With this dollar he returned to New York, got his tinker’s budget, and went back to his missionary field. If people did not want their souls cured he knew they must have lots of tinware that needed mending; so he combined the work of curing souls with the mending of umbrellas and kitchen utensils, and his period of starvation was past. His business was to preach the new vision and tinker for a living as he went along.
“September 12,” reads the diary, “I found myself by the brook which runs east of the mountain. I had a loaf of bread and some cheese, and with a tin cup I helped myself to the water of the brook. The fragments that remained I put in a bundle and tied to the branch of a tree by the roadside. On the wrapper I pencilled these words: ’Friend—if you come across this food and you need it, do not hesitate to eat it; but if you don’t need it, leave it for I will return at the close of the day. God bless you.’”
At eventime he returned and was surprised at the altered shape of the bundle. He found that two beef sandwiches and two big apples had been added, with this note: “Friend: accept these by way of variety. Peace to thee!” This gives occasion for another address of prayer and gratitude to God for His bountiful care. By the brookside he took supper, and then began the ascent of the hill. After a few hours fruitless search for the road, he “got stuck,” in the words of the diary. Finding himself in a helpless predicament, he gathered grass and dry leaves around him and prepared himself for the night.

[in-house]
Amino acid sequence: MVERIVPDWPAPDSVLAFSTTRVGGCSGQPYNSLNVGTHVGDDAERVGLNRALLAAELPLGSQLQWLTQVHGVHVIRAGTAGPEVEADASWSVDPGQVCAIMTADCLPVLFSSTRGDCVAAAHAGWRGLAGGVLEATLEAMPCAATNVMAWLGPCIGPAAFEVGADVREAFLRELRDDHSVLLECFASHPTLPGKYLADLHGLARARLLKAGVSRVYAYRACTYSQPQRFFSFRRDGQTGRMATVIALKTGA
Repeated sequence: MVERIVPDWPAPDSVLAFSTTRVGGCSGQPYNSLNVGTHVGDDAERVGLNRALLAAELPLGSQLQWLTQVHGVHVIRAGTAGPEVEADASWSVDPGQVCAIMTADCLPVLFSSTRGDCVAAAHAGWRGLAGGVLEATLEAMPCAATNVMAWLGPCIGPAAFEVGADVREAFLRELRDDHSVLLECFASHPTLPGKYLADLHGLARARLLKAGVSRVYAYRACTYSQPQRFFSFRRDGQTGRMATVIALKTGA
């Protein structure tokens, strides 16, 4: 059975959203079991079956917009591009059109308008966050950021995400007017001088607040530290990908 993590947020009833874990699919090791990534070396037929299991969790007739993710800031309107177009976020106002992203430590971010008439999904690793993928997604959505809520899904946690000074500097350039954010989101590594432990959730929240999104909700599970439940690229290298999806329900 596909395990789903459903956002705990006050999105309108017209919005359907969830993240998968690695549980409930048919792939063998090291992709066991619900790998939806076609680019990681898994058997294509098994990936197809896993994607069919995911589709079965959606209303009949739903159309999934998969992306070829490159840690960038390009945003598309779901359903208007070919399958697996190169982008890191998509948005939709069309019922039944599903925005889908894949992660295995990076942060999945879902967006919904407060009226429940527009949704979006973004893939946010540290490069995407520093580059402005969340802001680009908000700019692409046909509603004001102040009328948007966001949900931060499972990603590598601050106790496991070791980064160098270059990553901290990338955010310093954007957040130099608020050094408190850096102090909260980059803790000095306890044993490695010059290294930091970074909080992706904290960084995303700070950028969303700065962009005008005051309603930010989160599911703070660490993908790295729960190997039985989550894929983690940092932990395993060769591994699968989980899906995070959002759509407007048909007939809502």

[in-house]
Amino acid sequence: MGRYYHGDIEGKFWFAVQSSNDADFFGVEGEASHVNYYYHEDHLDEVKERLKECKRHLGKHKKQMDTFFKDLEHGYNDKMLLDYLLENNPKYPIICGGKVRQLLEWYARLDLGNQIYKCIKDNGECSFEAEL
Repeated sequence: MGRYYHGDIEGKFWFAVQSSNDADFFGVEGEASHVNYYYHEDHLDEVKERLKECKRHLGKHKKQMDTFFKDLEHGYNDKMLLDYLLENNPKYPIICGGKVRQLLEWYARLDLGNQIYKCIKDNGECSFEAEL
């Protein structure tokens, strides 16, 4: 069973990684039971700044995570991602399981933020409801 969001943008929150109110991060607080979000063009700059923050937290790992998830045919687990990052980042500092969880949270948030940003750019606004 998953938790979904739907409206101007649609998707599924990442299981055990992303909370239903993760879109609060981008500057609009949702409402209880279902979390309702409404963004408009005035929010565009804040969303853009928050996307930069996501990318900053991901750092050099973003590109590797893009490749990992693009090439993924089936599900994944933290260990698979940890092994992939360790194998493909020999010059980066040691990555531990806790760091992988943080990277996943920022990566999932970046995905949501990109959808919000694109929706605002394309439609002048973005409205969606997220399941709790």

“Psalms IV. 8 came to my mind,” he said, “and I took great comfort in the words—’I said, I will both lay me down in peace and sleep, for Thou, Lord, makest me dwell in safety!’”
He woke next morning and found the earth covered with hoar frost, which suggested to him: “Purge me with hyssop and I shall be clean. Wash me, and I shall be whiter than snow.”
One of my duties while engaged as a missionary on the Bowery was to render reports of the work done for the missionary society. The society had a monthly magazine and it was through that medium that they got the greater part of their support.
In one of my reports I told the story of a London waif. The story made such an impression upon the superintendent that he thought I was romancing, and said so. My best answer to that was to produce the boy, and I produced him. The boy told his own story. Then it was published in a magazine and produced a strong impression. I think an extra edition had to be printed to supply the demand.
THE WAIF’S STORY
“I know nothing about my father,” said the boy to me. “My mother worked in the brick-yard not far from our cottage, where we lived together. I went to school for two years and learned to read and write, a little.
“Every evening I used to go to the bend in the road and meet my mother as she came home. She was always very tired—so tired! She carried clay on her head all day and it was heavy. I used to make the fire and boil the supper and run all the errands to the grocery.